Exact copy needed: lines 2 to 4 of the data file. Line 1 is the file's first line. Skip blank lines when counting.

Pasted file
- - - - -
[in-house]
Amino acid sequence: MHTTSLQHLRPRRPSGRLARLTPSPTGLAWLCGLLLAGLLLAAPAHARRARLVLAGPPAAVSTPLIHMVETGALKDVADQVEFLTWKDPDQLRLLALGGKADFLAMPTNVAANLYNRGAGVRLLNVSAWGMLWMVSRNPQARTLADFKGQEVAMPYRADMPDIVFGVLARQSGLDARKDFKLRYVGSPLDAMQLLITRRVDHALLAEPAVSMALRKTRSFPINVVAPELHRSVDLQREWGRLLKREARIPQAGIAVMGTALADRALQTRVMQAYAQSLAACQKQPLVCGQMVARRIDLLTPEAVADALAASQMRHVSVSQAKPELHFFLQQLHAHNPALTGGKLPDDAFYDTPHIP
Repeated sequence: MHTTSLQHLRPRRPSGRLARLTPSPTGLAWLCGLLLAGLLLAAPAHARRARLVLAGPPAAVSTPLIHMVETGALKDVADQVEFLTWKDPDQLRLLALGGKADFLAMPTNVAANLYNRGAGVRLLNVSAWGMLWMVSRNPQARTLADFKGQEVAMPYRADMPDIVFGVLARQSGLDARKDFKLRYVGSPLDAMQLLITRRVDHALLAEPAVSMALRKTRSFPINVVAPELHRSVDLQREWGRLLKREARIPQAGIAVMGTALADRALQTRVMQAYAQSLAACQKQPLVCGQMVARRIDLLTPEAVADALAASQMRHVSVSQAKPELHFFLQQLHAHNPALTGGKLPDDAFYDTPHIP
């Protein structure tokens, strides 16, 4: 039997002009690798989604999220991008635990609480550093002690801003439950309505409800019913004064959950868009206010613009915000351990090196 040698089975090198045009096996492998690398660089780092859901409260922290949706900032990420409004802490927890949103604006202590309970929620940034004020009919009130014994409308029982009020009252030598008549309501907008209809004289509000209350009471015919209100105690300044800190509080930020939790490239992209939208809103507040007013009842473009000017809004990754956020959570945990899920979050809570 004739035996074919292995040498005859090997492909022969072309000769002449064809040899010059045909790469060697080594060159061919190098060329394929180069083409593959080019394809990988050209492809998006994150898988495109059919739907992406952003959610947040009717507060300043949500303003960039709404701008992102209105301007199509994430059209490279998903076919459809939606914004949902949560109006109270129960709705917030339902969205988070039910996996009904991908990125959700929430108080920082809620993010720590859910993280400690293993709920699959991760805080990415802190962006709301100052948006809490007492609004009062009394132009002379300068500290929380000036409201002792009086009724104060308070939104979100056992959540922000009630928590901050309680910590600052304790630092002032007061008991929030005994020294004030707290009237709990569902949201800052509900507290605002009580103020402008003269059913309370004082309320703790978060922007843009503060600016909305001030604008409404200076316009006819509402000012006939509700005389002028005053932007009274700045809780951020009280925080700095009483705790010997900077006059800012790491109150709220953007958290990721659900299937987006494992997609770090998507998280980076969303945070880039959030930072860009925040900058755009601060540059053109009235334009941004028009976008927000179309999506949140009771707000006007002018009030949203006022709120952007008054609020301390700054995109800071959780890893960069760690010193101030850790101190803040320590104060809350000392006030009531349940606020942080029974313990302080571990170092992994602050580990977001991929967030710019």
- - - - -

Amino acid sequence: MHTTSLQHLRPRRPSGRLARLTPSPTGLAWLCGLLLAGLLLAAPAHARRARLVLAGPPAAVSTPLIHMVETGALKDVADQVEFLTWKDPDQLRLLALGGKADFLAMPTNVAANLYNRGAGVRLLNVSAWGMLWMVSRNPQARTLADFKGQEVAMPYRADMPDIVFGVLARQSGLDARKDFKLRYVGSPLDAMQLLITRRVDHALLAEPAVSMALRKTRSFPINVVAPELHRSVDLQREWGRLLKREARIPQAGIAVMGTALADRALQTRVMQAYAQSLAACQKQPLVCGQMVARRIDLLTPEAVADALAASQMRHVSVSQAKPELHFFLQQLHAHNPALTGGKLPDDAFYDTPHIP
Repeated sequence: MHTTSLQHLRPRRPSGRLARLTPSPTGLAWLCGLLLAGLLLAAPAHARRARLVLAGPPAAVSTPLIHMVETGALKDVADQVEFLTWKDPDQLRLLALGGKADFLAMPTNVAANLYNRGAGVRLLNVSAWGMLWMVSRNPQARTLADFKGQEVAMPYRADMPDIVFGVLARQSGLDARKDFKLRYVGSPLDAMQLLITRRVDHALLAEPAVSMALRKTRSFPINVVAPELHRSVDLQREWGRLLKREARIPQAGIAVMGTALADRALQTRVMQAYAQSLAACQKQPLVCGQMVARRIDLLTPEAVADALAASQMRHVSVSQAKPELHFFLQQLHAHNPALTGGKLPDDAFYDTPHIP
């Protein structure tokens, strides 16, 4: 039997002009690798989604999220991008635990609480550093002690801003439950309505409800019913004064959950868009206010613009915000351990090196 040698089975090198045009096996492998690398660089780092859901409260922290949706900032990420409004802490927890949103604006202590309970929620940034004020009919009130014994409308029982009020009252030598008549309501907008209809004289509000209350009471015919209100105690300044800190509080930020939790490239992209939208809103507040007013009842473009000017809004990754956020959570945990899920979050809570 004739035996074919292995040498005859090997492909022969072309000769002449064809040899010059045909790469060697080594060159061919190098060329394929180069083409593959080019394809990988050209492809998006994150898988495109059919739907992406952003959610947040009717507060300043949500303003960039709404701008992102209105301007199509994430059209490279998903076919459809939606914004949902949560109006109270129960709705917030339902969205988070039910996996009904991908990125959700929430108080920082809620993010720590859910993280400690293993709920699959991760805080990415802190962006709301100052948006809490007492609004009062009394132009002379300068500290929380000036409201002792009086009724104060308070939104979100056992959540922000009630928590901050309680910590600052304790630092002032007061008991929030005994020294004030707290009237709990569902949201800052509900507290605002009580103020402008003269059913309370004082309320703790978060922007843009503060600016909305001030604008409404200076316009006819509402000012006939509700005389002028005053932007009274700045809780951020009280925080700095009483705790010997900077006059800012790491109150709220953007958290990721659900299937987006494992997609770090998507998280980076969303945070880039959030930072860009925040900058755009601060540059053109009235334009941004028009976008927000179309999506949140009771707000006007002018009030949203006022709120952007008054609020301390700054995109800071959780890893960069760690010193101030850790101190803040320590104060809350000392006030009531349940606020942080029974313990302080571990170092992994602050580990977001991929967030710019």